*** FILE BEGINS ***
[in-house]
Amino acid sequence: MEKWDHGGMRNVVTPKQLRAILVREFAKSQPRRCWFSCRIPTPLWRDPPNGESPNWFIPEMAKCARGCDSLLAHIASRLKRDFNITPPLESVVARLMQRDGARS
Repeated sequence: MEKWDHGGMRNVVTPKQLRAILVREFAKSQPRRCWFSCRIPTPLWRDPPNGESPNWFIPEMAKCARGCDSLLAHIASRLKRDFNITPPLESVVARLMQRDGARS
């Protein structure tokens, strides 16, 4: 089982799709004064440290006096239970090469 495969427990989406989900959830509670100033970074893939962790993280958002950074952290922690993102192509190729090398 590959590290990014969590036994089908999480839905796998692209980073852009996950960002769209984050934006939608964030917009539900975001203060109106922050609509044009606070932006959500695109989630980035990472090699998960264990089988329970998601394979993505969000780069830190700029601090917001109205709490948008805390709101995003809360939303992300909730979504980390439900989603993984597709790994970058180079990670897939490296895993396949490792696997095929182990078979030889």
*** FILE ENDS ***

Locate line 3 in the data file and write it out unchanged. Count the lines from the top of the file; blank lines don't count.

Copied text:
Repeated sequence: MEKWDHGGMRNVVTPKQLRAILVREFAKSQPRRCWFSCRIPTPLWRDPPNGESPNWFIPEMAKCARGCDSLLAHIASRLKRDFNITPPLESVVARLMQRDGARS